Trend Investing Made Easy
Is it possible to invest money and be successful at it, without knowing anything in particular about what you are investing in? In theory yes, and there are people who are successful in this style of investing.
This school of investment thought says that everything is accounted for in the market at any point in time, therefore it is hopeless to try to outsmart the market based on fundamentals. And since the fundamentals are baked in the cake, why bother? The only think investors need to bother with is the trend. If the trend is up, you should be invested, and if it is down, you should either be out of the market or short.
Investors who are trend followers use charts and tools that are designed to show trends. And while there are thousands of technical analysis formulas out there, there is a basic rule of thumb that even the most sophisticated technical investors follow, and that is the 200 day moving average, or 200DMA for short.
The reason why this is such an important technical indicator, is that it signifies the long term trend. And while the long term trend is of little or no importance to day traders or swing (investors who put money to work on a several day basis), it is important to sophisticated institutional investors who do most of the long term buying and selling and who, to a large extent define the trend.
So the question is, can the average investor use the 200DMA to invest money and be successful at it, without following the market on a day by day basis or knowing much about what is going on? In theory the answer is yes, but you need to have discipline.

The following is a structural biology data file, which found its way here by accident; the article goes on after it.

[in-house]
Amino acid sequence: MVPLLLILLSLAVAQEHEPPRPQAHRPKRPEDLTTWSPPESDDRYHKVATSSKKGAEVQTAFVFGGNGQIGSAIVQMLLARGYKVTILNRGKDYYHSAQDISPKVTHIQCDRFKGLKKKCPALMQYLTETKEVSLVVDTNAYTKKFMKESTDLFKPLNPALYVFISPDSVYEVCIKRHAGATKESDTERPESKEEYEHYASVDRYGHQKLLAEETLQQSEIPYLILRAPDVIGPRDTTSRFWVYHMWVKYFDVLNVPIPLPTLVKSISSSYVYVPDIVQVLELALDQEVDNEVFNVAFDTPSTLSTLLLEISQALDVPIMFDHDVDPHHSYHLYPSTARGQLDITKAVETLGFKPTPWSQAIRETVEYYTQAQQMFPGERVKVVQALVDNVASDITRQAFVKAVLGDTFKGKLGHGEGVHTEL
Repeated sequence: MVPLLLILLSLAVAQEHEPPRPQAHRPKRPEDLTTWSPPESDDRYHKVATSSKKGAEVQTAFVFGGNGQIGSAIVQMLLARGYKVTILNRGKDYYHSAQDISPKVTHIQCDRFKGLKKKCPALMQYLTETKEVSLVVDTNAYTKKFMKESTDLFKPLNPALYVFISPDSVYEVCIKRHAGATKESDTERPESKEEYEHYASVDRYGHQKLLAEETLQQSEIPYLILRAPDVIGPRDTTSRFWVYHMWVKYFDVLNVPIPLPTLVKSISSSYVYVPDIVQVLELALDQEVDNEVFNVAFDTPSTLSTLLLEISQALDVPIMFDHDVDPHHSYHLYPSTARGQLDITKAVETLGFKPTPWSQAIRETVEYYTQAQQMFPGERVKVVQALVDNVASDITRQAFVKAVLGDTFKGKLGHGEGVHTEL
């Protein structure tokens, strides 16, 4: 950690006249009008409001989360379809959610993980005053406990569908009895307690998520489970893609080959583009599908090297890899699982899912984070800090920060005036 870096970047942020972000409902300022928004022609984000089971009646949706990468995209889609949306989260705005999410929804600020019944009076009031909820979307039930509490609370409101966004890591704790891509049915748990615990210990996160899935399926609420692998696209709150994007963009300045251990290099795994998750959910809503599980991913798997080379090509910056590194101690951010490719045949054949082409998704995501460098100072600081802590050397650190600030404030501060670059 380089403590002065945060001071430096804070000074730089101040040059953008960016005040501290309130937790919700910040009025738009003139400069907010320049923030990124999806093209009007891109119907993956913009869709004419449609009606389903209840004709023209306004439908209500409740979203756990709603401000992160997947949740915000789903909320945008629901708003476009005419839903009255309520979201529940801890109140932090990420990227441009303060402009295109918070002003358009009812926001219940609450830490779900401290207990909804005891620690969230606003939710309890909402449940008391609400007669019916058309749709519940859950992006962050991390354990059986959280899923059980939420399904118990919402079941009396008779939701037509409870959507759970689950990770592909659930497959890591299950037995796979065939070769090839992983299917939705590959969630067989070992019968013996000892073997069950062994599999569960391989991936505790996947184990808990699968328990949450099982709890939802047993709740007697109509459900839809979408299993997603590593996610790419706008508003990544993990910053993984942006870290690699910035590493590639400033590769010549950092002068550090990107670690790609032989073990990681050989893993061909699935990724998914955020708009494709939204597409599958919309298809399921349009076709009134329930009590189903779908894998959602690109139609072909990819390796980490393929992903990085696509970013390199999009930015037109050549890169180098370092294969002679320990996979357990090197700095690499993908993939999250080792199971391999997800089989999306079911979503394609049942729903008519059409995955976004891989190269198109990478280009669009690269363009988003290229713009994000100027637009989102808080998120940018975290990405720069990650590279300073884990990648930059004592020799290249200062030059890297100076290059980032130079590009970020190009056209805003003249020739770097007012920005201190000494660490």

Let’s look at an example. Suppose you wanted to invest in a basket of stocks as mirrored by the S&P 500. The easiest way to do this is to buy an ETF such as the SPDR S&P 500 ETF (SPY). But the question is, when do you buy and when do you sell? Well, you have to follow the trend.
So let’s look at a simple long term chart with a moving average indicator plotted, that will give you a bird's eye view of the market. As you will see, it doesn't require much time or knowledge to figure out what to do.
Richard Fabian is credited with making the 200 DMA popular in the 1970s. However instead of the 200 DMA, he used the 39 Week Moving Average (WMA) which is identical. But he said that the 52 WMA will produce superior results. I have extended this a little and instead focus on the 57 WMA. The reason is that it gives less fakes signals (also known as a whipsaw). Now let’s look at the chart below.
As you can see, if you bought the SPY ETF around 1995 and held on until about late 2000, having at the same time exited and reentered the market 2-3 times, you made out like a bandit, without really knowing anything about what was going on. At the same time, you were out of the market since 2001 and re entered the market around 2003.
Fabian in the 1970s told his subscribers that they only need to spend a minute a week to determine if they should be in equity mutual funds or cash.
So is it really as simple as this? The answer is no, because you will have fake signals along the way, that will cost you in terms of commissions and capital gains. However, if you can be in the market when it is going up, and out when it dives, the difference over the long term is quite substantial, even with the cost of getting in and out.
The problem with using this or other similar trend following techniques is that they require discipline. Above all, it requires investors to close their ears to the daily noise (if they can) of the market and stay focused on the trend. Believe me, this is not something easy to do. Furthermore, pure trend following investors don’t have an opinion of the market. In fact the more of an opinion you have, the more the chances you will act upon what you think you know and stop following the trend.
Finally, another issue with being a pure trend follower is that it requires experience. Experience is something that no one can teach you, nor can it be embedded in you in any way. It is something you have to gain for yourself.
So remember, if you do decide to follow some kind of trend investment technique, you need to have discipline, you need to follow the trend (no matter what) and in the beginning you will make mistakes, until you gain enough experience in trend following.
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